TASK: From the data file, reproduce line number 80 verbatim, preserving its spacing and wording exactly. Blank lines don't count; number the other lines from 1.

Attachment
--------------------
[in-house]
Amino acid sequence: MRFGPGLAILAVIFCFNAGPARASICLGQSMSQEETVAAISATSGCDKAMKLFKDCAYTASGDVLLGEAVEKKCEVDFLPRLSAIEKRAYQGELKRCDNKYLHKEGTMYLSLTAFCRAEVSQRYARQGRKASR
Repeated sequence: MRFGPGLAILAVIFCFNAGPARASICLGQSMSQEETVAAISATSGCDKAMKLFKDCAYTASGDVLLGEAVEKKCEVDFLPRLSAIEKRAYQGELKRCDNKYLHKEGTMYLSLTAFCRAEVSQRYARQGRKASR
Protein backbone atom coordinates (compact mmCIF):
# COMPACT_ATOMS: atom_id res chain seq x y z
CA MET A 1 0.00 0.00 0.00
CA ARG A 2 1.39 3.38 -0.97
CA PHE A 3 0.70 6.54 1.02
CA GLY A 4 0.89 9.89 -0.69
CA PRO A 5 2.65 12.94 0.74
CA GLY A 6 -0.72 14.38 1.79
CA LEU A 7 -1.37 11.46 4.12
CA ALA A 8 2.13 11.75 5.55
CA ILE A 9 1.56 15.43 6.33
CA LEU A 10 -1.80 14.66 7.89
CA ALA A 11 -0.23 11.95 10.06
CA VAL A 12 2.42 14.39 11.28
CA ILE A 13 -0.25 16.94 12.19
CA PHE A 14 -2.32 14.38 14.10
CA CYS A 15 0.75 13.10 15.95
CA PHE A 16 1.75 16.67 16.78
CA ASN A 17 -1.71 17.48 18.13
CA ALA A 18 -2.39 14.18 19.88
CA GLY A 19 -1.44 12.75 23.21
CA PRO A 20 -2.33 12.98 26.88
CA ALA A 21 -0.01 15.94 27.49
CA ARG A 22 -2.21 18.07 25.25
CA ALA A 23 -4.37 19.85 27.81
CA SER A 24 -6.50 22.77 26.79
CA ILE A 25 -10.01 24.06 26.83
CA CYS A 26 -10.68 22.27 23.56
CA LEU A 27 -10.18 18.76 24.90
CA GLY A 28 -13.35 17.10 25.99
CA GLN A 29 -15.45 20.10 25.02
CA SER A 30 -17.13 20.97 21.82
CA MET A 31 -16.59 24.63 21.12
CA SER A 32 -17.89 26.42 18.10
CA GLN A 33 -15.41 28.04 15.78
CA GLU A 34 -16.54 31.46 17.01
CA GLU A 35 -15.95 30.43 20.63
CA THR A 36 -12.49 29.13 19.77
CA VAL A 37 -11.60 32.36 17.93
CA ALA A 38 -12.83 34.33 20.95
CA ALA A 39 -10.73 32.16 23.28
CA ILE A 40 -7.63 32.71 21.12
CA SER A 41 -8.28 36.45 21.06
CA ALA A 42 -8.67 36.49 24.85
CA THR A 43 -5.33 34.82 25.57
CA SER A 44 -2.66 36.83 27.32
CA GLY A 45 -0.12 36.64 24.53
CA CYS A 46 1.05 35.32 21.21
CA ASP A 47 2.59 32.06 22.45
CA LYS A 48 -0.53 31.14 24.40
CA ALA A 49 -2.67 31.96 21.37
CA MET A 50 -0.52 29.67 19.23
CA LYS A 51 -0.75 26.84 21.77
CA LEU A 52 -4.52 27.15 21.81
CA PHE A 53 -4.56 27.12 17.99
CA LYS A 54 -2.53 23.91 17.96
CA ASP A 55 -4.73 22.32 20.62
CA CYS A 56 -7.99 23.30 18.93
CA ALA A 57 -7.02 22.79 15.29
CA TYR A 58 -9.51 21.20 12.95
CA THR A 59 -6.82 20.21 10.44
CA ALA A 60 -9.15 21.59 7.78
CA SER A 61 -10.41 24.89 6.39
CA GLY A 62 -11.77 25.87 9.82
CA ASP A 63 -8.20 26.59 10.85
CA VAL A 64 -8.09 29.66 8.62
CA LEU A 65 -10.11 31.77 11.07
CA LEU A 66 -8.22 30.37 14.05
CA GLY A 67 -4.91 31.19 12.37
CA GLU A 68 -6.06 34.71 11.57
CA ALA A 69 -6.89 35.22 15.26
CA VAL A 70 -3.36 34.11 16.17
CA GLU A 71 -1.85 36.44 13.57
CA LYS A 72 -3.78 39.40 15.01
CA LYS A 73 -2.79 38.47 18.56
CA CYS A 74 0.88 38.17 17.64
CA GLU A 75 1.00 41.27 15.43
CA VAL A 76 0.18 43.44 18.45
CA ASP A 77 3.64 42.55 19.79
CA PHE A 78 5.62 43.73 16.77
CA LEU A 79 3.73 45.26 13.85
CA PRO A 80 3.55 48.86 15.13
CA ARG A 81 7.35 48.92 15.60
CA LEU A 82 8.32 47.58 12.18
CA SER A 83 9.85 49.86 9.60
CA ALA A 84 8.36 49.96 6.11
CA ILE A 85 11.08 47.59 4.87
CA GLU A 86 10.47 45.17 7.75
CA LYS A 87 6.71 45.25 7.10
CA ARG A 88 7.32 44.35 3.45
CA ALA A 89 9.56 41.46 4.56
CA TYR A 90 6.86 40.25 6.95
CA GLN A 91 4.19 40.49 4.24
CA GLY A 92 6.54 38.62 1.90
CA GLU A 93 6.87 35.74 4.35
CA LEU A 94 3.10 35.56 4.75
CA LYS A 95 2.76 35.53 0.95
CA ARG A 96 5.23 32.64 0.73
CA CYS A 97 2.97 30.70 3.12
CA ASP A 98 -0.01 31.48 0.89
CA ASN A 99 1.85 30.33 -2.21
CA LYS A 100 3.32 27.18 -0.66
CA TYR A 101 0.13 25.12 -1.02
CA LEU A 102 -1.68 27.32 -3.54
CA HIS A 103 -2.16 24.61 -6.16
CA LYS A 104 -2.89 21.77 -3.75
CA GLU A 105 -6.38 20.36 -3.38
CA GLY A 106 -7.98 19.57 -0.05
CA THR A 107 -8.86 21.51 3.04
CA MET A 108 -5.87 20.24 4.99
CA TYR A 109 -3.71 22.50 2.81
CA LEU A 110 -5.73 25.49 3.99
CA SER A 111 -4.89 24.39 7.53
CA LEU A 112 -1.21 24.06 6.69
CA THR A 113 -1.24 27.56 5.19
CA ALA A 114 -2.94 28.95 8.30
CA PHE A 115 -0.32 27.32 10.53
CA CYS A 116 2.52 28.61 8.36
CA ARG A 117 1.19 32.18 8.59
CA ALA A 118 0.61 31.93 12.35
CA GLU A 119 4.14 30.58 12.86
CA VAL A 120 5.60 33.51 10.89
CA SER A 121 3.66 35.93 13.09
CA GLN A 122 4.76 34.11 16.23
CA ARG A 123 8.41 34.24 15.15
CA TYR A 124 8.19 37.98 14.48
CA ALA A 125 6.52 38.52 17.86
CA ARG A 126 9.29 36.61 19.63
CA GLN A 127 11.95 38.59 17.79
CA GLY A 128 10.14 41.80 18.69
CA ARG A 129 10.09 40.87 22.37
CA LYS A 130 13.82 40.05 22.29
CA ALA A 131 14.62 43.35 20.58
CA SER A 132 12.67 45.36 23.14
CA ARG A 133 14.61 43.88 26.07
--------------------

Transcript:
CA GLU A 75 1.00 41.27 15.43